Quite what the Apple Watch has to do with an app to help you move data between Android and iOS, I’m not sure. All discussions of going between mobile OSes ends up in pitiful religious argumentation and if you are just trying to get shit done, it does nothing but incite a lot of eye-rolling.

Fanboy awfulness aside, we re-ran the Move to iOS app once more but deselected the transfer of photos. I kind of figured that if we could get it to transfer things like old text messages and contacts and so on, then we could maybe move the 14Gb of pictures onto the iPhone by hand. They’ll all be stored as JPEGs on either the SD card or the internal storage on the phone.

After waiting some more, Move to iOS chunters everything it can except the pictures over. It kinda worked in a slow, clunky, crashy kind of way. Hardly as “seamless and simple as possible”, to quote Lifehacker.

Next job, let’s get the photos out. I had an Android phone many years ago. This should be easy. Plug it in, it mounts up as a USB mass storage device, drag and drop. That’s, y’know, what everyone tells me that Android did that iOS didn’t—no futzing around with iTunes, it’s just a USB mass storage device.

You’d think that. In the meantime, Samsung have deprecated USB mass storage in their Android devices and replaced it with the Media Transfer Protocol (MTP). Despite coming from the same place as Windows Media DRM nonsense, MTP sounds like a nice idea: unlike USB mass storage, it is a simpler protocol that implements much simpler operations than a traditional I/O interface, perfect for shunting the odd MP3 and JPEG around.

In practice though, actually using MTP from my Mac is soul-gnawingly awful. Obviously, there’s no filesystem that is mounted. For a while, I thought there must be some issue with the cable or that the Android phone had some formatting issue. Silent failures aren’t fun. Eventually, I find out how to switch the device into MTP mode and it then tells me that I ought to download the Android File Transfer app for Mac (you probably shouldn’t be surprised to learn that it isn’t open source). The UI is horrible. Cmd+A doesn’t work. It just randomly disconnects from the phone. And, worse, because MTP has no parallelism, transferring substantial quantities of data is godawfully slow. Especially if it is having to walk a directory tree and retrieve file lists. I’ve now dragged mostly all of the pictures off the phone and stored them on a computer, but systematically getting things other than the pictures off the filesystem has been unsuccessful.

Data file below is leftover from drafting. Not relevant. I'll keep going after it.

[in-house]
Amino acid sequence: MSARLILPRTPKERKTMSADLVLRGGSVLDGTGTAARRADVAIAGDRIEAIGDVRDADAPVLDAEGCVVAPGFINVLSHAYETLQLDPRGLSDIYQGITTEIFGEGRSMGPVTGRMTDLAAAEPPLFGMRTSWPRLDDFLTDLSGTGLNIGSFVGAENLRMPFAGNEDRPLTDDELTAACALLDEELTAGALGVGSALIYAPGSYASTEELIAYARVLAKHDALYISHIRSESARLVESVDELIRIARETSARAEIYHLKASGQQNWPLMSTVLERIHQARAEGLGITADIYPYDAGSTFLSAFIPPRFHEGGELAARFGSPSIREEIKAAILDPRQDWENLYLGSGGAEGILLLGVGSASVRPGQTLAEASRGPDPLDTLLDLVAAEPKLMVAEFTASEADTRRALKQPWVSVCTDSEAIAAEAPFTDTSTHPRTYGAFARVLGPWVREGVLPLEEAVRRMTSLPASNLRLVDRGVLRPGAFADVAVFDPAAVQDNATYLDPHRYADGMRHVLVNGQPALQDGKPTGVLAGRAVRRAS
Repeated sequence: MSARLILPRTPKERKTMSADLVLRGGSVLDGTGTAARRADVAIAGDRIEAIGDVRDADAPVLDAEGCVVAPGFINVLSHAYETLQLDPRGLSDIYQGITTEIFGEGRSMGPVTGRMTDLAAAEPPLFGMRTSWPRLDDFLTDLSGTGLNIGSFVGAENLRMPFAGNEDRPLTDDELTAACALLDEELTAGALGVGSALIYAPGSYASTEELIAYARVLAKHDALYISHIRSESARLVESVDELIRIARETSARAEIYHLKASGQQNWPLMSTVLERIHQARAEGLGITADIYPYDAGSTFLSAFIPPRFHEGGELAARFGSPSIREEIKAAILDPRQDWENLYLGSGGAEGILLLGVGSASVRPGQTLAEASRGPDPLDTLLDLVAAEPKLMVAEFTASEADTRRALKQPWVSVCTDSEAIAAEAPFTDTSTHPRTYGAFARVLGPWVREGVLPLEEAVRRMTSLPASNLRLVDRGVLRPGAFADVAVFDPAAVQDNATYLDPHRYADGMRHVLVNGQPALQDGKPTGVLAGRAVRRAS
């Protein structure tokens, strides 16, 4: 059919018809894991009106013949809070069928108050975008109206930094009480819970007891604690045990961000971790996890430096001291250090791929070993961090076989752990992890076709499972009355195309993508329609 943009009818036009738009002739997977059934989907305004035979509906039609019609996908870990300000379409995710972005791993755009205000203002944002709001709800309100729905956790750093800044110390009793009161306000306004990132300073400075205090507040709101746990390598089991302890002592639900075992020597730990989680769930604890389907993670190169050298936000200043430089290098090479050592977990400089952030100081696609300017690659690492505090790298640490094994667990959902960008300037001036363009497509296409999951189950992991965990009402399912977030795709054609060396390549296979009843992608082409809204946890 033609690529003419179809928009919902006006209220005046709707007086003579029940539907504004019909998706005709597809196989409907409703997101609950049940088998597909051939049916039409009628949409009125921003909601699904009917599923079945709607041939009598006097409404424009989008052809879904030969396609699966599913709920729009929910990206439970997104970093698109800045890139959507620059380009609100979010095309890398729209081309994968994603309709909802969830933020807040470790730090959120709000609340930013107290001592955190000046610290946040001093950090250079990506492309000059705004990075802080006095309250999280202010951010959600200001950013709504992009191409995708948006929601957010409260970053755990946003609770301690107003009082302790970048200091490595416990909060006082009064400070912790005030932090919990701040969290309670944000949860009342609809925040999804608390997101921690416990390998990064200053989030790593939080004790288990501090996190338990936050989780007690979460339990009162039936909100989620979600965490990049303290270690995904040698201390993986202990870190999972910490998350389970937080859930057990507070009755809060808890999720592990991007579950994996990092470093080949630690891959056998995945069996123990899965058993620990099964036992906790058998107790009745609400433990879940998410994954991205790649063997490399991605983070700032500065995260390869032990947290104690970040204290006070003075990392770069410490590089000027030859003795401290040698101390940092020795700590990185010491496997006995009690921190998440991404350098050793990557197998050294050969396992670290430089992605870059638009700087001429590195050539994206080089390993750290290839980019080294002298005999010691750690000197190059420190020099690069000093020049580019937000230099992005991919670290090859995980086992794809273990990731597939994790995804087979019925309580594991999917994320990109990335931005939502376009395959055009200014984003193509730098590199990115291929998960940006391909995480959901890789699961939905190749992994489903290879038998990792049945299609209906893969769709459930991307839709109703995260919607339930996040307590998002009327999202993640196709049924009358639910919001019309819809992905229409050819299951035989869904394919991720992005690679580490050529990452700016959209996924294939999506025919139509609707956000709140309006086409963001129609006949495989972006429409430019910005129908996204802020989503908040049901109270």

There’s some alternatives, but all require effort. There’s libmtp, which I’m sure is excellent. There’s a rather nice looking Go program called go-mtpfs which will mount MTP devices as FUSE filesystems. That looks like it might be an improvement on the horrible OS X frontend at least.

What’s next then? How about WhatsApp messages? WhatsApp stores messages differently depending on whether you are using Android or iOS and all the methods for transferring between them look pretty damn rickety. They mostly involve shareware Windows apps from websites that give me that disconcerting feeling of talking to a sleazy second hand car dealer. I don’t quite trust any of the purported solutions to this.

I started looking into it myself. The files in WhatsApp for Android are stored in an encrypted SQLite store using a crypto system called crypt7 and/or crypt8. I have managed to extract this file from Android and I just need to decrypt it. There are some tools for this online. Pushing that data to iOS looks pretty simple. On the Mac, iCloud data is stored in ~/Library/Mobile Documents, and within there is a folder for WhatsApp containing a backup of WhatsApp conversations (in SQLite format) as well as media sent via WhatsApp. If one can retrieve the data from Android, it shouldn’t be too hard to push it into iCloud for the iPhone app to use.

All of this is way too fucking hard for non-programmers. The stuff on people’s phones is documentation of their life—their holidays, their families, their relationships, their co-workers. It’s not a part of some stupid platform war bullshit or an ideological debate about free software or DRM or whatever. It’s their stuff and they should be able to transfer it onto any device they choose to use. At the same time technologists have debated the ideal solutions for data portability, and churned out a thousand bullshit specs and documents that don’t do shit, ordinary people switching between iOS and Android (in either direction) have a hellish time doing ordinary stuff like WhatsApping with their friends and family. That’s a ludicrously poor show from our industry.

This is a shitshow. Be ashamed, fellow technologists. We have made a world that disempowers users and locks them in. And when they go online to find out why, all we have to show is a bunch of religious apologists telling them that this is okay because they are locked into a platform for their own freedom. Absolutely fucking terrible.


Today I learned: meta description tags are actually used by Slack for rendering link previews.

It may be invisible (partially visible, really) but when that data seeps through, it can often be wrong.


The Guardian have an interesting piece about Marissa Mayer and Yahoo! I concur with the general point: the primary problem with Yahoo! isn’t Mayer, it is the company itself.